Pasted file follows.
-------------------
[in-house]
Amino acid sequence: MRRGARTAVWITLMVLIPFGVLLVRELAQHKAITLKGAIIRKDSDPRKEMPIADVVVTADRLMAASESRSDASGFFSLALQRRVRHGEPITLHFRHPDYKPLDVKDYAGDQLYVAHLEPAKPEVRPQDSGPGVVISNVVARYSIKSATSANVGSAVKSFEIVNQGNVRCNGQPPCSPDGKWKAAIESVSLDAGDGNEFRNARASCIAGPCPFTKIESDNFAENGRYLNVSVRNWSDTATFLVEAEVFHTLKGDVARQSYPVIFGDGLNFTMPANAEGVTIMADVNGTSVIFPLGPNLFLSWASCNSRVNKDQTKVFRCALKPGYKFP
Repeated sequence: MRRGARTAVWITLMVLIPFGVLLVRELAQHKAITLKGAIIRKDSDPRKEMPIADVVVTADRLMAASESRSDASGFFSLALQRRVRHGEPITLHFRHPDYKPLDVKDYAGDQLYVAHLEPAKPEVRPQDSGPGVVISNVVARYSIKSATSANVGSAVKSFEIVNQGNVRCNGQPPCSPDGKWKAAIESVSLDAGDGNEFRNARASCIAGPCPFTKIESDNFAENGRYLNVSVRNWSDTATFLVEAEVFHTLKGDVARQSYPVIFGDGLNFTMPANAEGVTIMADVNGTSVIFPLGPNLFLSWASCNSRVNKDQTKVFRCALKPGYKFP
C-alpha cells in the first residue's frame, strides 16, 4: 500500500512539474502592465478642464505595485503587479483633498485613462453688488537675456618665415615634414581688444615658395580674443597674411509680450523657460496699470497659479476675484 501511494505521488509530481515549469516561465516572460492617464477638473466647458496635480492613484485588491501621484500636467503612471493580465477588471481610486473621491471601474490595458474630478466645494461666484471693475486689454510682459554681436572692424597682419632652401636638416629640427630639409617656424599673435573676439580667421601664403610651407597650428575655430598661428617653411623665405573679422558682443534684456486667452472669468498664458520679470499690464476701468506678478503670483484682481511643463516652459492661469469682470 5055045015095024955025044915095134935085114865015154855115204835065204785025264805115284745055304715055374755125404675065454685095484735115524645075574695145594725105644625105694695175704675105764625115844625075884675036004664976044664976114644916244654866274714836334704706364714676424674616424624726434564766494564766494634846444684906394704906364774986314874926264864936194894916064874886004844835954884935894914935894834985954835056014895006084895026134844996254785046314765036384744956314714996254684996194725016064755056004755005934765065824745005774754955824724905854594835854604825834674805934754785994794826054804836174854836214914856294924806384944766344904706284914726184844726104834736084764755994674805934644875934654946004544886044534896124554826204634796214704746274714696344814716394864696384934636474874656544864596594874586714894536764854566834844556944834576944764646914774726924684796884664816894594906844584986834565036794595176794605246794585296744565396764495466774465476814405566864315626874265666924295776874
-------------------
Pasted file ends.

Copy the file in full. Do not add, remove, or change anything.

[in-house]
Amino acid sequence: MRRGARTAVWITLMVLIPFGVLLVRELAQHKAITLKGAIIRKDSDPRKEMPIADVVVTADRLMAASESRSDASGFFSLALQRRVRHGEPITLHFRHPDYKPLDVKDYAGDQLYVAHLEPAKPEVRPQDSGPGVVISNVVARYSIKSATSANVGSAVKSFEIVNQGNVRCNGQPPCSPDGKWKAAIESVSLDAGDGNEFRNARASCIAGPCPFTKIESDNFAENGRYLNVSVRNWSDTATFLVEAEVFHTLKGDVARQSYPVIFGDGLNFTMPANAEGVTIMADVNGTSVIFPLGPNLFLSWASCNSRVNKDQTKVFRCALKPGYKFP
Repeated sequence: MRRGARTAVWITLMVLIPFGVLLVRELAQHKAITLKGAIIRKDSDPRKEMPIADVVVTADRLMAASESRSDASGFFSLALQRRVRHGEPITLHFRHPDYKPLDVKDYAGDQLYVAHLEPAKPEVRPQDSGPGVVISNVVARYSIKSATSANVGSAVKSFEIVNQGNVRCNGQPPCSPDGKWKAAIESVSLDAGDGNEFRNARASCIAGPCPFTKIESDNFAENGRYLNVSVRNWSDTATFLVEAEVFHTLKGDVARQSYPVIFGDGLNFTMPANAEGVTIMADVNGTSVIFPLGPNLFLSWASCNSRVNKDQTKVFRCALKPGYKFP
C-alpha cells in the first residue's frame, strides 16, 4: 500500500512539474502592465478642464505595485503587479483633498485613462453688488537675456618665415615634414581688444615658395580674443597674411509680450523657460496699470497659479476675484 501511494505521488509530481515549469516561465516572460492617464477638473466647458496635480492613484485588491501621484500636467503612471493580465477588471481610486473621491471601474490595458474630478466645494461666484471693475486689454510682459554681436572692424597682419632652401636638416629640427630639409617656424599673435573676439580667421601664403610651407597650428575655430598661428617653411623665405573679422558682443534684456486667452472669468498664458520679470499690464476701468506678478503670483484682481511643463516652459492661469469682470 5055045015095024955025044915095134935085114865015154855115204835065204785025264805115284745055304715055374755125404675065454685095484735115524645075574695145594725105644625105694695175704675105764625115844625075884675036004664976044664976114644916244654866274714836334704706364714676424674616424624726434564766494564766494634846444684906394704906364774986314874926264864936194894916064874886004844835954884935894914935894834985954835056014895006084895026134844996254785046314765036384744956314714996254684996194725016064755056004755005934765065824745005774754955824724905854594835854604825834674805934754785994794826054804836174854836214914856294924806384944766344904706284914726184844726104834736084764755994674805934644875934654946004544886044534896124554826204634796214704746274714696344814716394864696384934636474874656544864596594874586714894536764854566834844556944834576944764646914774726924684796884664816894594906844584986834565036794595176794605246794585296744565396764495466774465476814405566864315626874265666924295776874